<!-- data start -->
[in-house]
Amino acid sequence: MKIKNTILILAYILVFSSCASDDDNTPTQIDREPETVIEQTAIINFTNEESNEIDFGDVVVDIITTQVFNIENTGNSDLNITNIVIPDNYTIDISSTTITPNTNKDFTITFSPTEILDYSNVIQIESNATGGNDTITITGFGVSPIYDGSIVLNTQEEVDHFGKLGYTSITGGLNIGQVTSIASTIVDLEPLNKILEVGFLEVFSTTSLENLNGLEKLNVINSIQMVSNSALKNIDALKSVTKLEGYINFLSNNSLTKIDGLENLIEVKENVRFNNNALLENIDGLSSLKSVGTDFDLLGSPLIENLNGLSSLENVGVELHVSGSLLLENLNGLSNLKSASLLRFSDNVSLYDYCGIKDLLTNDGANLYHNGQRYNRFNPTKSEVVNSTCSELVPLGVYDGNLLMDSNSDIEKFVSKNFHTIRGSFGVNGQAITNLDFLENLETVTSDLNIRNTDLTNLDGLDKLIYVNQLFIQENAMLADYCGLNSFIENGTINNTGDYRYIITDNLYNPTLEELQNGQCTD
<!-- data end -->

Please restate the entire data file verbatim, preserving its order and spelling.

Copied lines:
[in-house]
Amino acid sequence: MKIKNTILILAYILVFSSCASDDDNTPTQIDREPETVIEQTAIINFTNEESNEIDFGDVVVDIITTQVFNIENTGNSDLNITNIVIPDNYTIDISSTTITPNTNKDFTITFSPTEILDYSNVIQIESNATGGNDTITITGFGVSPIYDGSIVLNTQEEVDHFGKLGYTSITGGLNIGQVTSIASTIVDLEPLNKILEVGFLEVFSTTSLENLNGLEKLNVINSIQMVSNSALKNIDALKSVTKLEGYINFLSNNSLTKIDGLENLIEVKENVRFNNNALLENIDGLSSLKSVGTDFDLLGSPLIENLNGLSSLENVGVELHVSGSLLLENLNGLSNLKSASLLRFSDNVSLYDYCGIKDLLTNDGANLYHNGQRYNRFNPTKSEVVNSTCSELVPLGVYDGNLLMDSNSDIEKFVSKNFHTIRGSFGVNGQAITNLDFLENLETVTSDLNIRNTDLTNLDGLDKLIYVNQLFIQENAMLADYCGLNSFIENGTINNTGDYRYIITDNLYNPTLEELQNGQCTD